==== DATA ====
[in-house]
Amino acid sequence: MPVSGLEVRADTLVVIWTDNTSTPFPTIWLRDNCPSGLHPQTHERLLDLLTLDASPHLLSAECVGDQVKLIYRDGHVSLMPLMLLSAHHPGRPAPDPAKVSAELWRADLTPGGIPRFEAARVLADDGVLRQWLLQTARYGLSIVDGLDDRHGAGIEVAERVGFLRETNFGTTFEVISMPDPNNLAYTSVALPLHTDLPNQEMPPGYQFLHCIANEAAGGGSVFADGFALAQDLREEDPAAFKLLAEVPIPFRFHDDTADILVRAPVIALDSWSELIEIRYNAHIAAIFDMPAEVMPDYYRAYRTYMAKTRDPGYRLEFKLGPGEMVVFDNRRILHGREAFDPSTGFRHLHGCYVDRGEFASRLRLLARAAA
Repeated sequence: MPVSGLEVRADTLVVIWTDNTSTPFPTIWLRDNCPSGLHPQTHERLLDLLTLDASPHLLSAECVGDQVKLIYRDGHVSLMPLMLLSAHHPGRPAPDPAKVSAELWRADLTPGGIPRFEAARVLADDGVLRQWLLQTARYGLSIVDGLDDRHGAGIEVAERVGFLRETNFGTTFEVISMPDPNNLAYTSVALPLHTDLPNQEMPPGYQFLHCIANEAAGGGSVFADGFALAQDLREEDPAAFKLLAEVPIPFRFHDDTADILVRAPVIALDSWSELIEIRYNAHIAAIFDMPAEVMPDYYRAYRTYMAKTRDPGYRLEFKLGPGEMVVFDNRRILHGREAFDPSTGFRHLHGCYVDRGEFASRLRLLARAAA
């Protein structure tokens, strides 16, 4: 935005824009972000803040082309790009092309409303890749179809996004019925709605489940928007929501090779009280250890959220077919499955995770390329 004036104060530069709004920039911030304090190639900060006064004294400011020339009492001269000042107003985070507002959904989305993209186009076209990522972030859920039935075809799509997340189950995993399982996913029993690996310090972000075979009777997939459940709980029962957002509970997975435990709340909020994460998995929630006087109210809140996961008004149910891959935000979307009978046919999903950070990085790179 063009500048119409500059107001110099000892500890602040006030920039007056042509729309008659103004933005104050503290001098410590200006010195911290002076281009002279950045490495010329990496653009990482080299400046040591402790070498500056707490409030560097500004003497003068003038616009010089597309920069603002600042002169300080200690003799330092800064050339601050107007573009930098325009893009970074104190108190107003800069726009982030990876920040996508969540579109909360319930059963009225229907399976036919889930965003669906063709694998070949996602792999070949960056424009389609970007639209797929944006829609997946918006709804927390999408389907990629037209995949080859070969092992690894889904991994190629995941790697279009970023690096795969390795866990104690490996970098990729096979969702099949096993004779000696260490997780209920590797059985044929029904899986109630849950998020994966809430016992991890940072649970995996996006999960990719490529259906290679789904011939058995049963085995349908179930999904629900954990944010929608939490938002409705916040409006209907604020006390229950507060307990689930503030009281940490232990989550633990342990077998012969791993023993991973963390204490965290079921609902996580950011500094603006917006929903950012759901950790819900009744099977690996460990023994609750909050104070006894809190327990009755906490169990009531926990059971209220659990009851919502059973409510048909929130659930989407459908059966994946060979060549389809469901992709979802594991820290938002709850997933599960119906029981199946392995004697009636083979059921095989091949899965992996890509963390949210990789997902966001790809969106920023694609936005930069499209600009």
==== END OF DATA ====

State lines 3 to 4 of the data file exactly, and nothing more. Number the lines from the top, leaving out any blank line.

Repeated sequence: MPVSGLEVRADTLVVIWTDNTSTPFPTIWLRDNCPSGLHPQTHERLLDLLTLDASPHLLSAECVGDQVKLIYRDGHVSLMPLMLLSAHHPGRPAPDPAKVSAELWRADLTPGGIPRFEAARVLADDGVLRQWLLQTARYGLSIVDGLDDRHGAGIEVAERVGFLRETNFGTTFEVISMPDPNNLAYTSVALPLHTDLPNQEMPPGYQFLHCIANEAAGGGSVFADGFALAQDLREEDPAAFKLLAEVPIPFRFHDDTADILVRAPVIALDSWSELIEIRYNAHIAAIFDMPAEVMPDYYRAYRTYMAKTRDPGYRLEFKLGPGEMVVFDNRRILHGREAFDPSTGFRHLHGCYVDRGEFASRLRLLARAAA
């Protein structure tokens, strides 16, 4: 935005824009972000803040082309790009092309409303890749179809996004019925709605489940928007929501090779009280250890959220077919499955995770390329 004036104060530069709004920039911030304090190639900060006064004294400011020339009492001269000042107003985070507002959904989305993209186009076209990522972030859920039935075809799509997340189950995993399982996913029993690996310090972000075979009777997939459940709980029962957002509970997975435990709340909020994460998995929630006087109210809140996961008004149910891959935000979307009978046919999903950070990085790179 063009500048119409500059107001110099000892500890602040006030920039007056042509729309008659103004933005104050503290001098410590200006010195911290002076281009002279950045490495010329990496653009990482080299400046040591402790070498500056707490409030560097500004003497003068003038616009010089597309920069603002600042002169300080200690003799330092800064050339601050107007573009930098325009893009970074104190108190107003800069726009982030990876920040996508969540579109909360319930059963009225229907399976036919889930965003669906063709694998070949996602792999070949960056424009389609970007639209797929944006829609997946918006709804927390999408389907990629037209995949080859070969092992690894889904991994190629995941790697279009970023690096795969390795866990104690490996970098990729096979969702099949096993004779000696260490997780209920590797059985044929029904899986109630849950998020994966809430016992991890940072649970995996996006999960990719490529259906290679789904011939058995049963085995349908179930999904629900954990944010929608939490938002409705916040409006209907604020006390229950507060307990689930503030009281940490232990989550633990342990077998012969791993023993991973963390204490965290079921609902996580950011500094603006917006929903950012759901950790819900009744099977690996460990023994609750909050104070006894809190327990009755906490169990009531926990059971209220659990009851919502059973409510048909929130659930989407459908059966994946060979060549389809469901992709979802594991820290938002709850997933599960119906029981199946392995004697009636083979059921095989091949899965992996890509963390949210990789997902966001790809969106920023694609936005930069499209600009």